Can You Go To Jail For Stealing A Bike? Is It Illegal To Steal Your Bike Back?

Stealing is a common practice in our society, and although measures have been put in place to prevent it, the efforts have proved futile. Even imprisonment fails to deter thieves. Some people argue that stealing something of less value is a lesser crime, which is not the case because the consequences are still the same.

For the ardent bike owner, you may put the necessary security measures to protect your bike from theft, but there is always room for error, and there are people out there waiting for the ideal moment to get hold of that precious bike without your consent. What happens when they get caught? I will explicitly cover the topic ‘can you go to jail for stealing a bike?’ to help you take the necessary steps when your bicycle gets stolen.

Can You Go To Jail For Stealing A Bike?

You can go to jail for stealing a bike, but it depends on the value of the bike. There exists a minimum amount for stealing to get considered as a felony. In most states, the figure ranges from $500 to $1000. For example, if the felony limit in your state is $500 and your bike is worth $400, the individual who steals your bike only commits a misdemeanor.

Consequently, if someone steals your bike rack or bike, and the bike value is under the state limit, they get imprisoned in jail for three months or less or pay a fine of not more than $400. If the culprit is a first-time offender, they are unlikely to get imprisoned, but they will get fined. However, it is within the sole discretion of the jury.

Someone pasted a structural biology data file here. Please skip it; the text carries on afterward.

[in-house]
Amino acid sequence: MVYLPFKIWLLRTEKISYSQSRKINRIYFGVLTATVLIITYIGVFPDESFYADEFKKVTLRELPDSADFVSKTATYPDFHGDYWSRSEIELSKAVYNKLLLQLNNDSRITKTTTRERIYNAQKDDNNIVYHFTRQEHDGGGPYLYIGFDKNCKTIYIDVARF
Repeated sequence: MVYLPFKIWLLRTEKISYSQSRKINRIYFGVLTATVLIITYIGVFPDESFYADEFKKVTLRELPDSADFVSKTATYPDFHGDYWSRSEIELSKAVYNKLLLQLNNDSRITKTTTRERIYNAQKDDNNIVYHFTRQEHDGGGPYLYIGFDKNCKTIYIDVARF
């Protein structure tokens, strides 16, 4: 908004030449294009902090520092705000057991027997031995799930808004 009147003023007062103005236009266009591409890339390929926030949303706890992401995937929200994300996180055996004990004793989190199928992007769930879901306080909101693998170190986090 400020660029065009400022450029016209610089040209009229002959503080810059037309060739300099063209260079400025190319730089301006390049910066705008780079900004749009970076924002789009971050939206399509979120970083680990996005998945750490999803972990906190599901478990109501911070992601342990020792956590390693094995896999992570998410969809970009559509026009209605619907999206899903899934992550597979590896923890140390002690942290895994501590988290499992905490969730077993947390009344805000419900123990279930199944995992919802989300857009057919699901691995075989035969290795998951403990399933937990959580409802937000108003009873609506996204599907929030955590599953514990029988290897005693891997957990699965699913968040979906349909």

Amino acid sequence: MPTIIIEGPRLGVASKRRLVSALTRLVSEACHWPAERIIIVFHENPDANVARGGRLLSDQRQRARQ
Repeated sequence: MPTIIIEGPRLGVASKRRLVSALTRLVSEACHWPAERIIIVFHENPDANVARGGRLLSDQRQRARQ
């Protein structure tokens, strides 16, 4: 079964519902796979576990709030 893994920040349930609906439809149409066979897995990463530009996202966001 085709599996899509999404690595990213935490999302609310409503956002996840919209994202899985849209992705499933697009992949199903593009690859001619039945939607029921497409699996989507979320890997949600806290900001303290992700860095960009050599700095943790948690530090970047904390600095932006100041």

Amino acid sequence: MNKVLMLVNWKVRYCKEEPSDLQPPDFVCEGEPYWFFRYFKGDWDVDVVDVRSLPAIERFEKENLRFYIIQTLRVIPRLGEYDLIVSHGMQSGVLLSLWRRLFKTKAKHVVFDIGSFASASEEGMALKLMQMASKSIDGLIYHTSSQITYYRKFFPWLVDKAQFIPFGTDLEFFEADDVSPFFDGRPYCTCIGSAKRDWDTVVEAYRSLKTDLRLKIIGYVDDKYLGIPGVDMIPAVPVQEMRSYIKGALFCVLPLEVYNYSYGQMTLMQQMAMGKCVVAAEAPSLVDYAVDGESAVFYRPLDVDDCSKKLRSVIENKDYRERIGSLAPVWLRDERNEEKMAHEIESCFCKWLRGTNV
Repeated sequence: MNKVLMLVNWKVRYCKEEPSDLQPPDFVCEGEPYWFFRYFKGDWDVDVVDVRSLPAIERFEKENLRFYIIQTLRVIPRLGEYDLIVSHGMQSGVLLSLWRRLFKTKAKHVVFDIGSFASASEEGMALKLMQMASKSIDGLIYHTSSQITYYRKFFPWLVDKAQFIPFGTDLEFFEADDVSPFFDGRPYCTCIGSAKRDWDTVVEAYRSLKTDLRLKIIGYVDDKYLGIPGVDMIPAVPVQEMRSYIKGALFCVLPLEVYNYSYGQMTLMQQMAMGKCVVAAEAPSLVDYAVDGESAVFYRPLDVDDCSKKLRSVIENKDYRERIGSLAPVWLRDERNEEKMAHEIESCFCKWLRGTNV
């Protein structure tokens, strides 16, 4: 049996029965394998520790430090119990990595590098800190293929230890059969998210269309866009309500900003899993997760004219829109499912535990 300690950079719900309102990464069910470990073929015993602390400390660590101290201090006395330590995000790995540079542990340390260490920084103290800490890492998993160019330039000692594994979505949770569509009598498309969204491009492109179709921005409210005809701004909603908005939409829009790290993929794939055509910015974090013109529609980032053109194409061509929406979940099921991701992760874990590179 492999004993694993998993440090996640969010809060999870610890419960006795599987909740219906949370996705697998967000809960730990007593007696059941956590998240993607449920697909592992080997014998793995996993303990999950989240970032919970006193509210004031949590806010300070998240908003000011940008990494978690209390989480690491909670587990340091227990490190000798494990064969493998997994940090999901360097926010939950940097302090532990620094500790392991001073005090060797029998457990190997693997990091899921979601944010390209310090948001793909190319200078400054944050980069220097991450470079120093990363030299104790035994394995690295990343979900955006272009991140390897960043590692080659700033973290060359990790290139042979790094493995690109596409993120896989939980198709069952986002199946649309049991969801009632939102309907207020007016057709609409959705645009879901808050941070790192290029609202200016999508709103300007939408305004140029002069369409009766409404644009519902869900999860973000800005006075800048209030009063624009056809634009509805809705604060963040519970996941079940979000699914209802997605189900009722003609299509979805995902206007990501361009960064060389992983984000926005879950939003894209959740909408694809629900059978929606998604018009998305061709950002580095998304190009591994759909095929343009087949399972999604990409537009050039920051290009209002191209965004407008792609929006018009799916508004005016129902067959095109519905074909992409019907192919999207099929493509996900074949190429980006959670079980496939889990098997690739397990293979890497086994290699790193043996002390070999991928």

On the other hand, if you get caught with a stolen bike and fail to prove that you acquired the bicycle legally, you get charged with possession of stolen property (felony). Felony charges are severe because they accrue serious repercussions, both immediate and long-term. You may get huge fines, a permanent criminal record, and imprisonment. Long-term consequences include the inability to secure a job, get federal loans, and find housing.

What Happens If You Steal A Bike And Get Caught?

If you steal a bike and get caught, you either get charged with a misdemeanor or felony. Felony punishments are more severe than misdemeanor penalties. Felonies may attract imprisonment of not less than a year and fines of not less than $1000. However, the punishment varies across various states.

The punishment for misdemeanor varies from imprisonment in the county jail for several months to paying a fine. The various states have different jail terms and charge unique fines. You may also face a probation period where the court assigns a probation officer who ensures you maintain your job and avoid associating with criminals.

Below are some of the consequences if you get charged with a felony;

  • Imprisonment. Prison sentences can last several years, but it differs significantly. If it is your first theft, you may go to prison for several months, or the court may choose to give you a fine. However, if you are a repeat offender, your prison sentence may extend up to 20 years.